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          Most cited references 57

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          The mismatch negativity (MMN) in basic research of central auditory processing: a review.

          In the present article, the basic research using the mismatch negativity (MMN) and analogous results obtained by using the magnetoencephalography (MEG) and other brain-imaging technologies is reviewed. This response is elicited by any discriminable change in auditory stimulation but recent studies extended the notion of the MMN even to higher-order cognitive processes such as those involving grammar and semantic meaning. Moreover, MMN data also show the presence of automatic intelligent processes such as stimulus anticipation at the level of auditory cortex. In addition, the MMN enables one to establish the brain processes underlying the initiation of attention switch to, conscious perception of, sound change in an unattended stimulus stream.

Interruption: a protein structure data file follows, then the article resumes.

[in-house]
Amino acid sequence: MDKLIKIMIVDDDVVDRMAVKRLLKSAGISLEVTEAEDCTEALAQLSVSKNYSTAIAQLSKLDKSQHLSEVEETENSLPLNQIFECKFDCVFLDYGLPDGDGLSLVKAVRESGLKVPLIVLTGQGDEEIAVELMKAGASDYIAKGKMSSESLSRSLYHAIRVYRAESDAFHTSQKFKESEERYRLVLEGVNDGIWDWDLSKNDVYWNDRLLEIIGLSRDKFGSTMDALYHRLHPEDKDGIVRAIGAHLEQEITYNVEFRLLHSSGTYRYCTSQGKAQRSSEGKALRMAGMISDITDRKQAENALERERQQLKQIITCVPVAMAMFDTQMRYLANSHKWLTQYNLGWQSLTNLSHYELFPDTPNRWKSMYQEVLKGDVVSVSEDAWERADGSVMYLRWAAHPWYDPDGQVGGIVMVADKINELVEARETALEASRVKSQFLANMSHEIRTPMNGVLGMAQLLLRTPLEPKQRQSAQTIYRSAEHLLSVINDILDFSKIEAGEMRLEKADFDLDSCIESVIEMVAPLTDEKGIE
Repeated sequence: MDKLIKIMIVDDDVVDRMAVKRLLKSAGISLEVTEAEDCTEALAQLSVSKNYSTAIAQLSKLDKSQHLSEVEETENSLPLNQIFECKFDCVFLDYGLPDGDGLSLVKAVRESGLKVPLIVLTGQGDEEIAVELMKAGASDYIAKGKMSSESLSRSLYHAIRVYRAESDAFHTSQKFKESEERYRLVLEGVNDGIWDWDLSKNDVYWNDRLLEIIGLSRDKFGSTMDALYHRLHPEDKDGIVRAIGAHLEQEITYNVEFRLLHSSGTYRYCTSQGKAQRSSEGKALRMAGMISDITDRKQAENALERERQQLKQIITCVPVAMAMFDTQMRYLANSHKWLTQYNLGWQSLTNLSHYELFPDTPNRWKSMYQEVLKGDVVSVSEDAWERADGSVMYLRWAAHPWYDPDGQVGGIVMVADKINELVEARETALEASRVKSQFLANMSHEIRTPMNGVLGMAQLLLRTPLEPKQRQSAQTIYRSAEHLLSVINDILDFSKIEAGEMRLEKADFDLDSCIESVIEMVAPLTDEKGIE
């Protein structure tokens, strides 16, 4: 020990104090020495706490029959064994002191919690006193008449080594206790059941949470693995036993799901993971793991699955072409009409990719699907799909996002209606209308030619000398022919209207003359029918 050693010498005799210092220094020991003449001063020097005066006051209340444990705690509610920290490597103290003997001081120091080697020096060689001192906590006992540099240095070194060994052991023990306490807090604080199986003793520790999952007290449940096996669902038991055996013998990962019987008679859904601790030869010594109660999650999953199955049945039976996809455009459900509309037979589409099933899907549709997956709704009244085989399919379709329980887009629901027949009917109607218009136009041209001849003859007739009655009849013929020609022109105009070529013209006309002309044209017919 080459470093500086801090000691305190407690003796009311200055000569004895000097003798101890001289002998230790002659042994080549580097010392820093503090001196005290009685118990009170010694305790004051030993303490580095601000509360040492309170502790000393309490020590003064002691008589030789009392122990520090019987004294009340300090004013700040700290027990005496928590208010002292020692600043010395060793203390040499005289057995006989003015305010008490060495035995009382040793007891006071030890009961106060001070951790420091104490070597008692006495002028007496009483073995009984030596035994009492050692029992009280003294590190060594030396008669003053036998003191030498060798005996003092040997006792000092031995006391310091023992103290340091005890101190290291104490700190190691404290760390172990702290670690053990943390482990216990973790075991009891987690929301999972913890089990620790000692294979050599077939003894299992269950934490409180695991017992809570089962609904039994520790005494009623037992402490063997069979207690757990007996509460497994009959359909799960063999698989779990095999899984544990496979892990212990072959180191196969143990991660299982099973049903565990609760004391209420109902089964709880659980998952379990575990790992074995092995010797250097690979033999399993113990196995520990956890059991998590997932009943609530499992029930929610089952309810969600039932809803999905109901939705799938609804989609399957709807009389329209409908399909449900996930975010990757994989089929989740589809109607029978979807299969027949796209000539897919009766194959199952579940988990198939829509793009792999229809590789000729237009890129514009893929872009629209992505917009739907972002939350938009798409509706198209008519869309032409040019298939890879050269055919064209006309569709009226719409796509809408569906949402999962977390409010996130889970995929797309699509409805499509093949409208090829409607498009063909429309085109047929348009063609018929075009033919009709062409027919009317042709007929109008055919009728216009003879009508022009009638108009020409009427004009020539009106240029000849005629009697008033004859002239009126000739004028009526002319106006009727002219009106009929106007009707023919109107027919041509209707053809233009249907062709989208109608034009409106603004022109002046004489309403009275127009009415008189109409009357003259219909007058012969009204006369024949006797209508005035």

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            The N1 wave of the human electric and magnetic response to sound: a review and an analysis of the component structure.

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              Influence of cognitive control and mismatch on the N2 component of the ERP: a review.